The Fresh Loaf

News & Information for Amateur Bakers and Artisan Bread Enthusiasts

Tartine book: how much is a tablespoon?

Jaydot's picture

Tartine book: how much is a tablespoon?

Could someone tell me how much a "tablespoon of starter" weighs in grams?

In the Tartine book, where Robertson describes the method voor making his basic bread, he starts off by emphasizing how important it is for bakers to use weights and not volumes. Then he goes on to say that to build the leaven, you use 200 gr flour and 200 gr water, and a tablespoon of starter :).
It's not that I think a gram more or less will make much difference, it's just that I honestly have no idea how much that is. A dollop the size of a walnut? A mandarin orange?
(It's a starter at about 100% hydration).



gary.turner's picture

A tablespoon is about 1/2 fl oz., or 15ml. In terms of medieval weights and measures, it's a mouthful.

I think the measure is rough because you're going to remove the same spoonful from the starter, leaving you with 400g.



Mini Oven's picture
Mini Oven

I have a spoon scale.  I stirred down my ripe starter to pop as many bubbles as I could and then added up to 1 tbs on the spoon of the scale, shaking the spoon level.  My ripe 100% rye starter comes out to 17g.

wally's picture

That is too cool, Mini!


OldWoodenSpoon's picture

Oh, I gotta get me one of those!  Mini, I'm with Wally on that one.  Just way too cool!


Chuck's picture

I get the same 0.1 gram resolution from my "pocket scale", which I use all the time to measure small ingredients like yeast and salt and even tiny ingredients like malted barley flour. I personally prefer its form factor because I could never figure out how to use a digital spoon without having an extra hand, whereas the pocket scale sits on the counter by itself just fine. Also, pocket scales seem to be a little bit cheaper and a little bit easier to come by.

(To find all kinds of things that didn't exist a few years ago, just enter that term "pocket scale" in Amazon or Google:-)

Unless you bake exclusively very small quantities like me, you'll probably wind up with two scales: one with large capacity but only 1 gram resolution for large ingredients, the other with 0.1 gram resolution but constrained capacity for small ingredients.

For a little more detail on the price and ordering of a particular model, see my earlier post.

Mini Oven's picture
Mini Oven

is that I can measure, press the button on the left, empty the spoon, and take another spoonful, the new weight get added to the last weight and do this up to the desired amount.  That makes a little spoon with a big capacity.  And it was half price and it already has a removable bowl marked in teaspoons and tablespoons.  I separate the bowl from the handle when traveling with it.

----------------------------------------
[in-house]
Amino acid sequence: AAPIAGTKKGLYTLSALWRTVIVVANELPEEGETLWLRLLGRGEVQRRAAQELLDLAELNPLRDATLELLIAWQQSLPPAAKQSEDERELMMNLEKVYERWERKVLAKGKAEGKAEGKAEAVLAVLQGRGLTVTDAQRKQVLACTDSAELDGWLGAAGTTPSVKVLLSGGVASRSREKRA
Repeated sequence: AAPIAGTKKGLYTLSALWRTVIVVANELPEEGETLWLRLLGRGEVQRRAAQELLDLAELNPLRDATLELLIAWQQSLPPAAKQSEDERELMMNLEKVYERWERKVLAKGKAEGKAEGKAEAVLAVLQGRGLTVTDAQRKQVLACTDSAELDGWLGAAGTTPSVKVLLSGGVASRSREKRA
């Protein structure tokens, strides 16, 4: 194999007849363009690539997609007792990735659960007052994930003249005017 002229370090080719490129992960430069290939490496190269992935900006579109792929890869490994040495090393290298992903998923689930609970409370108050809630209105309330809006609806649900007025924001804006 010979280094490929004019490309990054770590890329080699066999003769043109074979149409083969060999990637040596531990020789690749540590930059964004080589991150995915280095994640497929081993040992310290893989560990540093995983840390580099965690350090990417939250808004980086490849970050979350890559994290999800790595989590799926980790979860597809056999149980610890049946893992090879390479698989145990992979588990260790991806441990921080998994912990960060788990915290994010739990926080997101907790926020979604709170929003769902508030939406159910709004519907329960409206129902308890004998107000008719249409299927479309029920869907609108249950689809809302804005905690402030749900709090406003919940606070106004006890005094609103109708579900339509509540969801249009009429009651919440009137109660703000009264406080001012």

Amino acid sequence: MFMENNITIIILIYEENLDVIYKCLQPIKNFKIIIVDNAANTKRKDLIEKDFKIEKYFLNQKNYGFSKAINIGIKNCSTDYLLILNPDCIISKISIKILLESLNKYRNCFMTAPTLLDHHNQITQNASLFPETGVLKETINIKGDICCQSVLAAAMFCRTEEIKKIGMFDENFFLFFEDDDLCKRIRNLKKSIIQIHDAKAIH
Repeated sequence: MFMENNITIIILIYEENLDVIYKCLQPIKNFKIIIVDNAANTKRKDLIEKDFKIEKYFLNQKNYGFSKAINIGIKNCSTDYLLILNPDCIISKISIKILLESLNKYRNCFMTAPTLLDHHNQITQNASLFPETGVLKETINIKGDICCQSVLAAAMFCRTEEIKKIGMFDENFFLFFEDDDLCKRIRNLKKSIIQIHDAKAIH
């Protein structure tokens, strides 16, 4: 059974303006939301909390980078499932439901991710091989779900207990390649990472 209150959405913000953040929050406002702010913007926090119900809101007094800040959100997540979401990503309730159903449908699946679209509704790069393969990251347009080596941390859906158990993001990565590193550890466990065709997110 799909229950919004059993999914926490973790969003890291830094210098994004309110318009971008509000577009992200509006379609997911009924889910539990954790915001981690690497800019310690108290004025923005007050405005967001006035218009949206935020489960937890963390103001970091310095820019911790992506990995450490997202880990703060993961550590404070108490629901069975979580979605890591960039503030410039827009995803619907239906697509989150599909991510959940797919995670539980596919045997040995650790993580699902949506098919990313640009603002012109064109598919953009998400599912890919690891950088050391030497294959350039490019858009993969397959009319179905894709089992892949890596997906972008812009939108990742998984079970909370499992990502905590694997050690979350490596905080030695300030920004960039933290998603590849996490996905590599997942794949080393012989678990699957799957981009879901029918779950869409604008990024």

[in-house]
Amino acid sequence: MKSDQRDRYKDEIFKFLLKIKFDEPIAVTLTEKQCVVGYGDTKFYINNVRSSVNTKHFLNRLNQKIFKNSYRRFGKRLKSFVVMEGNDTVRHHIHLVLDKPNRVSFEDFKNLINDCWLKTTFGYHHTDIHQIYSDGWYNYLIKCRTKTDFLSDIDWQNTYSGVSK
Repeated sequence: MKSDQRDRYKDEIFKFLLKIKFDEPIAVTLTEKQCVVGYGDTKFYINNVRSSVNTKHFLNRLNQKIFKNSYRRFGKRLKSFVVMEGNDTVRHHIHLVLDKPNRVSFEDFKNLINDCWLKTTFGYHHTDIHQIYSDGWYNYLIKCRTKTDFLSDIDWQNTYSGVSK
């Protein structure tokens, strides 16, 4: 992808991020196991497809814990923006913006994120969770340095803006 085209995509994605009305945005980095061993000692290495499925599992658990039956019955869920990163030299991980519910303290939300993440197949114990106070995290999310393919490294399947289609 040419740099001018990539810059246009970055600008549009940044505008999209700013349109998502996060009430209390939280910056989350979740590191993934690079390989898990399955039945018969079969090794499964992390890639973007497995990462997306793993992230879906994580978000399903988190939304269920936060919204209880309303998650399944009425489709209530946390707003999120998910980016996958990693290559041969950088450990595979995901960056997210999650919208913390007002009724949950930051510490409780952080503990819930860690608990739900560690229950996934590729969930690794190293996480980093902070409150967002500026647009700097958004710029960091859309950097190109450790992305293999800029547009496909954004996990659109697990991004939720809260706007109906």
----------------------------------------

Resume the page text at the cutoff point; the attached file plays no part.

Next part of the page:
It also hangs nicely in a Christmas tree.  :)  I found mine in a local electric store.


Jaydot's picture

Yesterday, I forgot to add how much I admired this very nifty gadget! I do hope they are available here in Holland, I've put it on my wishlist :).

Yippee's picture

Hi, Mini:

Happy Holidays!  Isn't this thing neat?  I used it to measure the tiny amount of yeast used in my baguettes. Did your scale come with two spoons with different sizes?



Mini Oven's picture
Mini Oven

Maybe that's why it was on sale!  Lol  (Maybe I pitched the 2nd larger one with the packaging, oh no!)

I can't imagine not using it.  Love the tare function too!  Mine travels with my computer gear.  You know, the life and death stuff!  Lol   Today is a good day!  Fresh snow and sunshine!  Now to dig out my car….  I need some working music hung in the windows out front. 

Mini snOw

Jaydot's picture

Thank you both!

The "mouthful" gives a good idea, but the photo is even better!
Just 17 grams... I expected it to be more than that. Seems a very small amount to get 400 gr of leaven started. Can't wait to try it :).

Thanks Mini, for going to all that trouble.

davidg618's picture

Most formulae-ready levains are built with small amounts of starter, usually 20g or less.

David G

ehanner's picture

It matters more what the temperature of the starter is and the air temp that it sits in overnight, while it is fermenting. The amount of the inoculation of the starter could be off by double but if the temp is 65F, the activity will be so slow that it won't be as fermented as if you were off by half, under size but at 80F. Does that make sense? I use a healthy well rounded T and ferment for 12 hours at 76F. The health of your starter is the determining factor as to how much you use at what temp.


jyslouey's picture

I saw this in one of the more upmarket stores a while back but told myself  I didn't need another fancy kitchen gadget.   I've been relying on on my old metal measuring spoons even if I have no idea how much the ingredients weigh,  I have a digital scale but it doesn't give me measurements in half grams.  Maybe I should give this a second thought after all??